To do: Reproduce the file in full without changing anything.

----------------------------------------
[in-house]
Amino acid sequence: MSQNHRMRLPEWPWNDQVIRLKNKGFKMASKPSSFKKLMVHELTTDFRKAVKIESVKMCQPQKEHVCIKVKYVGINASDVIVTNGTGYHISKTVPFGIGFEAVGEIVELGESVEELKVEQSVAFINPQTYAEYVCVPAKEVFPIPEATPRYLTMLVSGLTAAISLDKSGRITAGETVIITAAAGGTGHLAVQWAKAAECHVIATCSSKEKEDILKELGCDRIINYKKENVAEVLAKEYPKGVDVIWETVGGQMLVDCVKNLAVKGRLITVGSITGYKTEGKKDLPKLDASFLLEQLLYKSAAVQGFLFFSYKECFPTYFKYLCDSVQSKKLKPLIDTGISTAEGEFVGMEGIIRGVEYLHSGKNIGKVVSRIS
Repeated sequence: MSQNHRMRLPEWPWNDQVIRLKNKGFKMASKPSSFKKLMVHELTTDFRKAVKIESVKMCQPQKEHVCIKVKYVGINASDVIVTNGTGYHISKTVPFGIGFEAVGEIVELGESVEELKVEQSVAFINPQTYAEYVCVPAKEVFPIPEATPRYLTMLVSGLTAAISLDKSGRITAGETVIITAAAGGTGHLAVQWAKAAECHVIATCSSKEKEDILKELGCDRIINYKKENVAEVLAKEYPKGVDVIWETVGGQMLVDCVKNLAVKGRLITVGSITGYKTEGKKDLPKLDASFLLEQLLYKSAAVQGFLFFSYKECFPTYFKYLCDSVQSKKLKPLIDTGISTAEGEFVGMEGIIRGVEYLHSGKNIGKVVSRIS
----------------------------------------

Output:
[in-house]
Amino acid sequence: MSQNHRMRLPEWPWNDQVIRLKNKGFKMASKPSSFKKLMVHELTTDFRKAVKIESVKMCQPQKEHVCIKVKYVGINASDVIVTNGTGYHISKTVPFGIGFEAVGEIVELGESVEELKVEQSVAFINPQTYAEYVCVPAKEVFPIPEATPRYLTMLVSGLTAAISLDKSGRITAGETVIITAAAGGTGHLAVQWAKAAECHVIATCSSKEKEDILKELGCDRIINYKKENVAEVLAKEYPKGVDVIWETVGGQMLVDCVKNLAVKGRLITVGSITGYKTEGKKDLPKLDASFLLEQLLYKSAAVQGFLFFSYKECFPTYFKYLCDSVQSKKLKPLIDTGISTAEGEFVGMEGIIRGVEYLHSGKNIGKVVSRIS
Repeated sequence: MSQNHRMRLPEWPWNDQVIRLKNKGFKMASKPSSFKKLMVHELTTDFRKAVKIESVKMCQPQKEHVCIKVKYVGINASDVIVTNGTGYHISKTVPFGIGFEAVGEIVELGESVEELKVEQSVAFINPQTYAEYVCVPAKEVFPIPEATPRYLTMLVSGLTAAISLDKSGRITAGETVIITAAAGGTGHLAVQWAKAAECHVIATCSSKEKEDILKELGCDRIINYKKENVAEVLAKEYPKGVDVIWETVGGQMLVDCVKNLAVKGRLITVGSITGYKTEGKKDLPKLDASFLLEQLLYKSAAVQGFLFFSYKECFPTYFKYLCDSVQSKKLKPLIDTGISTAEGEFVGMEGIIRGVEYLHSGKNIGKVVSRIS